In addition to this new policy's ownership statement of outer space, the policy also rejects future arms-control agreements that might limit U.S. flexibility in space.
The introduction of the new policy begins with "Freedom of action in space is as important to the United States as air power and sea power." However, the White House has denied that the policy was written.
The 10-page National Space Policy document states that U.S. national security "is critically dependent upon space capabilities, and this dependence will grow." The document goes on to say "The United States will preserve its rights, capabilities, and freedom of action in space … and deny, if necessary, adversaries the use of space capabilities hostile to US national interests."
A senior Bush administration official indicated that the new policy was not about developing or deploying weapons in space -- but Michael Krepon, co-founder of the Henry L. Stimson Center -- a non-partisan think-tank that follows the space-weaponry issue -- said the policy changes will reinforce international suspicions that the U.S. may seek to develop, test and deploy space weapons.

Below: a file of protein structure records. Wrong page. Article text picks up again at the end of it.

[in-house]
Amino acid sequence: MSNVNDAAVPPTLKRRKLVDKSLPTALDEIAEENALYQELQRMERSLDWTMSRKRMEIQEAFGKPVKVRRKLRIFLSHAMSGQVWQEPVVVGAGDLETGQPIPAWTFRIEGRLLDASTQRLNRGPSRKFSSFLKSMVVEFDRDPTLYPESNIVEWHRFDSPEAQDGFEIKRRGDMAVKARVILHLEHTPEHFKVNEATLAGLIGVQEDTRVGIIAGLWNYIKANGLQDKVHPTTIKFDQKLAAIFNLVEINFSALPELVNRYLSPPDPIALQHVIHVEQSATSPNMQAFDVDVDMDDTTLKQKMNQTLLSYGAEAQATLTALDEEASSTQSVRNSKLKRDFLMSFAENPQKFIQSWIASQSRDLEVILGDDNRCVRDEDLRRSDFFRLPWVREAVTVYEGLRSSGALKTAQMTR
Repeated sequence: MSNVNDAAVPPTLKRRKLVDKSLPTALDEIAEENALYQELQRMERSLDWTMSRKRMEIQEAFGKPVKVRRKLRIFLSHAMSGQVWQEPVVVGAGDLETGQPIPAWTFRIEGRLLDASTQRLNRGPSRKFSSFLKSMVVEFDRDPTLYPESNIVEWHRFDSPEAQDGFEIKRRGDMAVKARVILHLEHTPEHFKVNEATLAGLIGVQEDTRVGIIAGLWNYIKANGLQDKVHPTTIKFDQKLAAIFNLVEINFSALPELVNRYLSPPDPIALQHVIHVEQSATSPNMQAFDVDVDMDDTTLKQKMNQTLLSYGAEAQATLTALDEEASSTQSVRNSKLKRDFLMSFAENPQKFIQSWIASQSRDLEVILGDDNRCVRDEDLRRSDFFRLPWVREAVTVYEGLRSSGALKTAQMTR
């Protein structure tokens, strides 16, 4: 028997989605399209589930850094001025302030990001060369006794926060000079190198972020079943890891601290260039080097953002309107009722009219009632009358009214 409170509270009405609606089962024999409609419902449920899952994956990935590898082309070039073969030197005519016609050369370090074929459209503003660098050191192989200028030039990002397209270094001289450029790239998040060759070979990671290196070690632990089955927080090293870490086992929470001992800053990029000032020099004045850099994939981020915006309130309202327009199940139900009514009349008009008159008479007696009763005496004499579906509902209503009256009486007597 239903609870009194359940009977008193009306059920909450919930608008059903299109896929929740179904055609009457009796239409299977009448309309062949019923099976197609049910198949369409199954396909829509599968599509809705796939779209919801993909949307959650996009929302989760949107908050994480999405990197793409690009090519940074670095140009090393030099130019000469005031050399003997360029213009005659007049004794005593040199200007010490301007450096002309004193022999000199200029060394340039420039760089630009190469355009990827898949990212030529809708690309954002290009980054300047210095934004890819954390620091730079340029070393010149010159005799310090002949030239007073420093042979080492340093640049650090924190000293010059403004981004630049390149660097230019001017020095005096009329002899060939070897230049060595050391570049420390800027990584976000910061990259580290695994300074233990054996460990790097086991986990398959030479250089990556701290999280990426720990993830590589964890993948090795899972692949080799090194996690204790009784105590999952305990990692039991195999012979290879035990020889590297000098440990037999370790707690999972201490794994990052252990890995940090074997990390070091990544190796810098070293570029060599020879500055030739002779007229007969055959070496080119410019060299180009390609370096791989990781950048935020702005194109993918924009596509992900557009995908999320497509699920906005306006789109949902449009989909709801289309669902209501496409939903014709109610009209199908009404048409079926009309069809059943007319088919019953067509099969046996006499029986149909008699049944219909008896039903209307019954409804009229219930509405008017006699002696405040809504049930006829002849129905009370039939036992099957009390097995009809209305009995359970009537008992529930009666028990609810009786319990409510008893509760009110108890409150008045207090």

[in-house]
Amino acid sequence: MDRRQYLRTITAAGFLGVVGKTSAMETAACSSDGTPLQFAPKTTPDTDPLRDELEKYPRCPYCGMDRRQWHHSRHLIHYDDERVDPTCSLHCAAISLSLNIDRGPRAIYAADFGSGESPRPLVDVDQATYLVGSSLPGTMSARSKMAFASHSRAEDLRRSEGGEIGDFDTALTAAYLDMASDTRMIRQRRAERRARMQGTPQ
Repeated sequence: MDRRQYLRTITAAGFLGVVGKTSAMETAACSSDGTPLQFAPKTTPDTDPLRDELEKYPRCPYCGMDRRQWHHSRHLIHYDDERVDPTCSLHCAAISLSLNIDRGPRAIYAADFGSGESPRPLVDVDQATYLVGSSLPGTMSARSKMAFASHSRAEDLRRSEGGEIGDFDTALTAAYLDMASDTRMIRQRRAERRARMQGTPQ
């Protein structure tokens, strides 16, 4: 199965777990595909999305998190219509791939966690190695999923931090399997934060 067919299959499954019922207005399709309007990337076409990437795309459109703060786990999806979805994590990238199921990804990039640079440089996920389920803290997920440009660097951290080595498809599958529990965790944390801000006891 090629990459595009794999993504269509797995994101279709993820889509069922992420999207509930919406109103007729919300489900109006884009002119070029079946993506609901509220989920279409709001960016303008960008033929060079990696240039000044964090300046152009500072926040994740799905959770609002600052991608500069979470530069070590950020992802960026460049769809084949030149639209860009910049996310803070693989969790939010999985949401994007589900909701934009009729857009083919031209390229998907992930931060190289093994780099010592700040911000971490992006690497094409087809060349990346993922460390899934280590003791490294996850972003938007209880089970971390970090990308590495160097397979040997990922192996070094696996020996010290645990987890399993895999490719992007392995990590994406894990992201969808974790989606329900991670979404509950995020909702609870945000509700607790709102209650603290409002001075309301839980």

Bush administration officials have asserted that the new policy and its specifics were geared towards international diplomacy and cooperation rather than secluding space rights for American weapons and related systems. White House officials added that the document also makes the U.S. position clear, and that no new arms-control agreements are needed, because there is no space arms race.
But the new National Space Policy calls on Defense Secretary Donald Rumsfeld to provide "space capabilities" to support missile-warning systems as well as "multi-layered and integrated missile defenses." Although a number of nations have pushed for talks to ban space weapons in recent years, the United States has long been one of a handful of nations opposed to the idea.